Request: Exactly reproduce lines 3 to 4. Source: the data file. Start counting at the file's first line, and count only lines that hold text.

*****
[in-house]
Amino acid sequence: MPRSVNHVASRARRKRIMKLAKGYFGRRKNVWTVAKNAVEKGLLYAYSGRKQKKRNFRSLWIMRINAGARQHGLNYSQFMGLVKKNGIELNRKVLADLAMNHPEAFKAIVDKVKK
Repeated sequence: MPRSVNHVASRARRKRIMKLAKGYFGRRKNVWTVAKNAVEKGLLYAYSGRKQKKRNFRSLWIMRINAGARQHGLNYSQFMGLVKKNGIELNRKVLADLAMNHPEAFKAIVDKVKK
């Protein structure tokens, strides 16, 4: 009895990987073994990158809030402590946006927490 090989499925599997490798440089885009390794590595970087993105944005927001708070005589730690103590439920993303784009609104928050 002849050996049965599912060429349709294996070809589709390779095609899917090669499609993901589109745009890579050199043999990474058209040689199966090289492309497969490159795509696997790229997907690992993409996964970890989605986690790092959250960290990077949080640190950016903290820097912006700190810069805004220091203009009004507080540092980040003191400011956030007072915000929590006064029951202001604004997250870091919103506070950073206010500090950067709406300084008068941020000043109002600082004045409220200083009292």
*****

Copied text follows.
Repeated sequence: MPRSVNHVASRARRKRIMKLAKGYFGRRKNVWTVAKNAVEKGLLYAYSGRKQKKRNFRSLWIMRINAGARQHGLNYSQFMGLVKKNGIELNRKVLADLAMNHPEAFKAIVDKVKK
């Protein structure tokens, strides 16, 4: 009895990987073994990158809030402590946006927490 090989499925599997490798440089885009390794590595970087993105944005927001708070005589730690103590439920993303784009609104928050 002849050996049965599912060429349709294996070809589709390779095609899917090669499609993901589109745009890579050199043999990474058209040689199966090289492309497969490159795509696997790229997907690992993409996964970890989605986690790092959250960290990077949080640190950016903290820097912006700190810069805004220091203009009004507080540092980040003191400011956030007072915000929590006064029951202001604004997250870091919103506070950073206010500090950067709406300084008068941020000043109002600082004045409220200083009292």